I got a pair of boots with a sort of legwarmer attached, which was perfect for concealing the electronic components of my project. I assembled the piece by first creating a bundle of fibre optic cable (recovered from an old wand toy), then affixing it to a 5mm super bright white LED using black heatshrink tubing. I chose black tubing so no ambient light would slip through the legwarmer fabric of the boot. I then sewed the LED to a coin cell battery holder and created a switch for my circuit using metal sewing snaps. Then I fanned out the fibre optic cable and sewed bundles of 5-10 strands around the boot in a fan pattern, securing the end of each bundle with a drop of hot glue, which also serves to spread the light coming from the end of each strand.

Materials / Parts List

Pair of boots: Salvation Army

5mm Super Bright White LED: Creatron LEDTU-590013

Fibre optic cable: toy, Chinatown

Black 5mm heatshrink tubing: Creatron HEATT-039353

Hot glue

Black sewing thread

Conductive thread: Creatron LILYP-010867

20mm coin cell battery: Creatron BATTG-202500

20mm cell battery holder: Creatron LILYB-008822

Metal sewing snaps: Michael’s

Circuit Diagram


^^ pretty simple! just a battery, switch, and LED

Process Pictures


^^ this shows the bundle of fibre optic cable held to the LED with heat shrink tubing, which I heated up with my space heater (shown). In my first iteration I used a hair dryer to heat it up, but it was such direct heat that it warped all the fibre optics too


^^ this is still my first iteration, when I was working with the warped fibre optic cables still (I wanted to make sure it worked before starting again with newer ones). This iteration finally killed itself when the negative arm of the LED broke off


^^ this is a near-finished version of my first iteration, when I used single strands of fibre optic cable instead of small bundles. The light didn’t really show up that well though so I decided to use the bundles with a blob of hot glue to really amplify it

Final Pictures

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Wearable Light – Asymmetrical Vest

– Description –

I’ve designed a casual asymmetrical vest, that is longer in the front and short in the back to fit into a modern style. It can be layered with many different styled shirts, such as, long and short sleeve, casual and dressy tops. Also add accessories to spruce up the piece, infinity scarves, long and short necklaces, add a belt in the middle of the vest to emphasize body shape.

I cut conductive fabric into strips to playfully blend into the vest in a stylish way. The fabric is made of organic cotton and hemp that is nature-dyed using indigo.

The type of light used are white LED’s that are attached at the bottom of the  conductive fabric, while the light source is hidden inside the vest. The bendable plastic is used to diffuse/play/experiment the LED lights.

 – Pictures with Process –

Vest designed completely by ‘draping’. Started off with a large rectangle piece of fabric and pinned onto the mannequin, then shaped and cut accordingly to style. Size was not a concern since the mannequin is a certain size and the shirt naturally builds to the size of the mannequin.

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RIGHT: Front of bodice, pinned into place. LEFT: Back of bodice with darts


Continuously ironing fabric and seams for a nice clean finish. Set heat on iron to ‘cotton’ setting to properly take out wrinkles. Fold seams twice to prevent fraying.

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LEFT: Half back of bodice (left side) ironing out darts and cutting off extra fabric. RIGHT: Checking placement of front bodice, figuring out bottom shape of vest. Folding in seams.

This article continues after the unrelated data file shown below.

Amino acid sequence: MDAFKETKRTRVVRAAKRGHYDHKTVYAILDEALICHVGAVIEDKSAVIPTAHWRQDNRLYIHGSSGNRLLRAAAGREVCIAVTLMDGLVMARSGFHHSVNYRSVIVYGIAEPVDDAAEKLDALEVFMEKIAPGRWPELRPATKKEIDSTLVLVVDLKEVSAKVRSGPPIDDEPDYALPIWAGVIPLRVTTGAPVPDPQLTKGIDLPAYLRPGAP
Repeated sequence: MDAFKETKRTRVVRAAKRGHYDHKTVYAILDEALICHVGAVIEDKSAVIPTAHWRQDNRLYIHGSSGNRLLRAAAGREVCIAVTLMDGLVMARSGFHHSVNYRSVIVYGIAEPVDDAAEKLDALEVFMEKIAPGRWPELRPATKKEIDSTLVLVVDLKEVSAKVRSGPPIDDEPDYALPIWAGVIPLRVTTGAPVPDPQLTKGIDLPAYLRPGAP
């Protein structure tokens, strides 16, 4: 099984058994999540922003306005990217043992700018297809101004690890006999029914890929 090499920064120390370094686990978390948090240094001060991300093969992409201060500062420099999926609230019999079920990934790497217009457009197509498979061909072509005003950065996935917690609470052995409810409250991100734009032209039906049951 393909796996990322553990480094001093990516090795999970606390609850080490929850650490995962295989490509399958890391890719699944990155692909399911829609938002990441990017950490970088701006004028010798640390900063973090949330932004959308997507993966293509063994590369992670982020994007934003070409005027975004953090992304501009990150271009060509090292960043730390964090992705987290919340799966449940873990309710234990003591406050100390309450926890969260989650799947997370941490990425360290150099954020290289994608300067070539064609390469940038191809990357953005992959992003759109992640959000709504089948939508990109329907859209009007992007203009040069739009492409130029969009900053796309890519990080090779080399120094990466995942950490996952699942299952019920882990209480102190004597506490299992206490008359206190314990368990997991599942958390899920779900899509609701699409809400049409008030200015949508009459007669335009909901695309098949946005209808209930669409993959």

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LEFT: Back bodice, pinned into place, cut off extra fabric RIGHT: Side view of bodice, pinned into place.

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LEFT: Bottom view of front bodice RIGHT: top view of vest

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LEFT: Sewing in seams, taking out pins during process. RIGHT: Sewed three pieces of the vest together at the top first, working my way down.

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LEFT: Closer shot of how the shoulder fits onto mannequin, shortened the length of the extra fabric to even out the short sleeve. RIGHT: folded in seams and smoothed out fabric for the sides.

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LEFT: Continued double fold of seams to prevent fraying and prepare to attached sides together (pinned seams and pieces in place)

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RIGHT: Finished sewn back bodice RIGHT: Finished sewn front bodice

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LEFT: Finished sewn side bodice (left side facing towards viewer) RIGHT: Finished sewn side bodice (right side facing towards viewer)

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LEFT: Preparation for conductive fabric. Cut into strip on cutting board. RIGHT: Placing strips onto vest (ironing on)


Finished ironed on conductive fabric strips

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LEFT: Started to hand sew power source and connections. Running stitch. RIGHT: Hand sewn LilyTiny


LEFT: Final product, successful LED light up! One did not light up, possibly due to connecting running stitch was too long.

RIGHT: Added plastic fabric to ‘extend’ or ‘brighten’ the LED light, which was somewhat successful depending on which angle the plastic fabric bends.


Bending plastic fabric by hand. A small light is extended through, shown in the middle of the two LED lights.


– Materials & Parts Used –

Conductive fabric (silver), Conductive Thread 28 Ohm 30ft Bobbin LILYP-010867, White LED (lilypad) 250MCD W Resistor LILYP-010811, Resistors 100Ω RESIS-521002 RESISTOR X10PCS 1/4W 5%, LilyTiny DEV-10899 ATtiny85 LILYP-010899, Battery Chameleon 3V CR2032 Lithium, Power Source MPD BA2032SM.

All above items purchased from Creation Inc. 349 College Street, Toronto.

Fabric: Hemp and Organic Cotton, Indigo Nature Dye, 100% Polyester thread.

All above items purchased from Material Art and Design Studio Fibre Office, 100 McCaul Street Toronto Room 201a

– Circuit Diagram & Layout –